OFELIA C. CAUNAN, Petitioner,

- versus -

PEOPLE OF THE PHILIPPINES and SANDIGANBAYAN, Respondents. X----------------------------X JOEY P. MARQUEZ, Petitioner,

- versus -

THE SANDIGANBAYAN-FOURTH DIVISION and PEOPLE OF THE PHILIPPINES, Respondents.

G.R. Nos. 181999 & 182001-04

G.R. Nos. 182020-24

Present:

YNARES-SANTIAGO, J., Chairperson,

CHICO-NAZARIO, VELASCO, JR., NACHURA, and PERALTA, JJ.

Promulgated:

September 2, 2009

x------------------------------------------------------------------------------------x

DECISION

NACHURA, J.:

At bar are consolidated petitions for review on certiorari under Rule 45 of the Rules of Court which assail the Decision[1] dated August 30, 2007 and Resolution[2] dated March 10, 2008 of the Sandiganbayan in Criminal Case Nos. 27944, 27946, 27952, 27953, & 27954, finding petitioners Joey P. Marquez (Marquez) and Ofelia C. Caunan (Caunan) guilty of violation of Section 3(g) of Republic Act (R.A.) No. 3019, otherwise known as the Anti-Graft and Corrupt Practices Act.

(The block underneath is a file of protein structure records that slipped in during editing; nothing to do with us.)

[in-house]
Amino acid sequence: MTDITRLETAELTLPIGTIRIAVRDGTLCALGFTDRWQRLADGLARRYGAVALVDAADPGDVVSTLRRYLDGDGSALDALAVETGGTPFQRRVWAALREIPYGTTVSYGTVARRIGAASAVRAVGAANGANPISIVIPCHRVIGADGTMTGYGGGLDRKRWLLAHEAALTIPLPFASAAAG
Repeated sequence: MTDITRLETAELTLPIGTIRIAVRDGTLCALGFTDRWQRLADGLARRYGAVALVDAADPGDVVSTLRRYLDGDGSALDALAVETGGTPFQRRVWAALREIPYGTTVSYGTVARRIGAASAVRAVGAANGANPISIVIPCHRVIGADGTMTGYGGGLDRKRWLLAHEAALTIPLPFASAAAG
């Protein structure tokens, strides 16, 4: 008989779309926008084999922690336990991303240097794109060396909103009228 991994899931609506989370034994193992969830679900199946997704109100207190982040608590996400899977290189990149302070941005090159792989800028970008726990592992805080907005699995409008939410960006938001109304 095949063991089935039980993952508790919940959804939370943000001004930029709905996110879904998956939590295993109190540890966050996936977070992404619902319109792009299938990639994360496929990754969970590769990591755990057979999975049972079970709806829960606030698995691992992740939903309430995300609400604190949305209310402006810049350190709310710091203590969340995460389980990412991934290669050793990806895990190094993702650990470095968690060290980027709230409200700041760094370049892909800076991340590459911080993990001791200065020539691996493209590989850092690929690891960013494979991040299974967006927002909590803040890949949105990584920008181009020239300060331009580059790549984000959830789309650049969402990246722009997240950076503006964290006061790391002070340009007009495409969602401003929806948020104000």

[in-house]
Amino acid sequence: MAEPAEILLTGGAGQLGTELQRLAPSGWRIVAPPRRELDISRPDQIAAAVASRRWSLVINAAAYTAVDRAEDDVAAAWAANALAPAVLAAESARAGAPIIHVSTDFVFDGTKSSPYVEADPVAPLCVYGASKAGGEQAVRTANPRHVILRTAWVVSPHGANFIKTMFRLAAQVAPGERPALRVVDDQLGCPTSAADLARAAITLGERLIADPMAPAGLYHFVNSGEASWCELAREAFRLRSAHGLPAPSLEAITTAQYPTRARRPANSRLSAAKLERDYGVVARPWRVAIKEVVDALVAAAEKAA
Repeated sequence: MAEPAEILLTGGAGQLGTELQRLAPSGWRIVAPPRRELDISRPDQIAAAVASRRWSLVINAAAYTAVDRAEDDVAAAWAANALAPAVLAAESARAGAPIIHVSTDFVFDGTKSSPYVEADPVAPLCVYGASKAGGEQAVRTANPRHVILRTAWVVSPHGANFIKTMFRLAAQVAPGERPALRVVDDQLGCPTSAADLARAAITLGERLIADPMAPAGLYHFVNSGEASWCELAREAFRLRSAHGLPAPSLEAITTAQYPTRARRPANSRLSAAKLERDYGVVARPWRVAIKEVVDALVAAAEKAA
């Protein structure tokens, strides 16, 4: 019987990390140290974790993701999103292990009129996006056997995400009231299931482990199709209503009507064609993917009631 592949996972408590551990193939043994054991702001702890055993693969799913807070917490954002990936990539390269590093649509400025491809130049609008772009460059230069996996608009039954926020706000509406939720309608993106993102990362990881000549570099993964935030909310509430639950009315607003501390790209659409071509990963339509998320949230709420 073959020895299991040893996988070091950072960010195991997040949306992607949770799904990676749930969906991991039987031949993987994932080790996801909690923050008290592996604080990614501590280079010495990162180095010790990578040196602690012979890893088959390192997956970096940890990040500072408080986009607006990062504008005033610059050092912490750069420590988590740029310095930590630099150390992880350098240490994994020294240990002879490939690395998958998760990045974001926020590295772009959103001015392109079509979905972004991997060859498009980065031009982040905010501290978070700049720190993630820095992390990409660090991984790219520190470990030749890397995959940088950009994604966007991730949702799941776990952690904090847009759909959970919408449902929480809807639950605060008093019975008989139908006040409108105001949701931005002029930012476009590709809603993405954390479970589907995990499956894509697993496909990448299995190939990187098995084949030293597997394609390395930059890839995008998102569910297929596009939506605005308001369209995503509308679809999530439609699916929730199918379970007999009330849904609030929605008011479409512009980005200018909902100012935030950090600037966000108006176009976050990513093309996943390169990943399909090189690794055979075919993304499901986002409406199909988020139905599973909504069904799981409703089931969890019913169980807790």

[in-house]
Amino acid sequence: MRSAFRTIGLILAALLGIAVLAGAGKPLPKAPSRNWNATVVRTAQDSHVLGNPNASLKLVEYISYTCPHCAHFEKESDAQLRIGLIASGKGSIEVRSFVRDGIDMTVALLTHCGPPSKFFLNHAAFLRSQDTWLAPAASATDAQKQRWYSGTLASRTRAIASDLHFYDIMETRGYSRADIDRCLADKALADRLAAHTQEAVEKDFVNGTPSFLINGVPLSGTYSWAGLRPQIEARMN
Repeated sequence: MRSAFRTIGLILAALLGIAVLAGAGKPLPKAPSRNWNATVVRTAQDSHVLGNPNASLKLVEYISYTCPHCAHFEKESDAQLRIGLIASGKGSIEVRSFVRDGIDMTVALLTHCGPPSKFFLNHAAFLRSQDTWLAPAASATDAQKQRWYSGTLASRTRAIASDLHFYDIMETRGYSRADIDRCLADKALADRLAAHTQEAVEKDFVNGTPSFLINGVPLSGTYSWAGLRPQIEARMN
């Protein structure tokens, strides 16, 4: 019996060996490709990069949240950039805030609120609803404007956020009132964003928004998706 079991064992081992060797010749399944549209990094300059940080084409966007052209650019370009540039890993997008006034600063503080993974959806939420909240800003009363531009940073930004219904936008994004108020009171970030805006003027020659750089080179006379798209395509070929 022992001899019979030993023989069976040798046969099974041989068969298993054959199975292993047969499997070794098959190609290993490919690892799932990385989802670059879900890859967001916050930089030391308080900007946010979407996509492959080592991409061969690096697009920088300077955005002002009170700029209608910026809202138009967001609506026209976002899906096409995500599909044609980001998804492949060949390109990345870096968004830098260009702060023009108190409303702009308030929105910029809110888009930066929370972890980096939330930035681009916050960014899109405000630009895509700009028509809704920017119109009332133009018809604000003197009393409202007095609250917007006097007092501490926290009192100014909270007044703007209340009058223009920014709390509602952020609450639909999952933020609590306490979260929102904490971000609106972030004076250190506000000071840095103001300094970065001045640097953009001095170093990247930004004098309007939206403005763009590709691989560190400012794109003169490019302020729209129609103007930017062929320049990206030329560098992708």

Marquez and Caunan, along with four (4) other local government officials of Paraaque City[3] and private individual Antonio Razo (Razo), were charged under five (5) Informations, to wit:

The Information in Criminal Case No. 27944 states: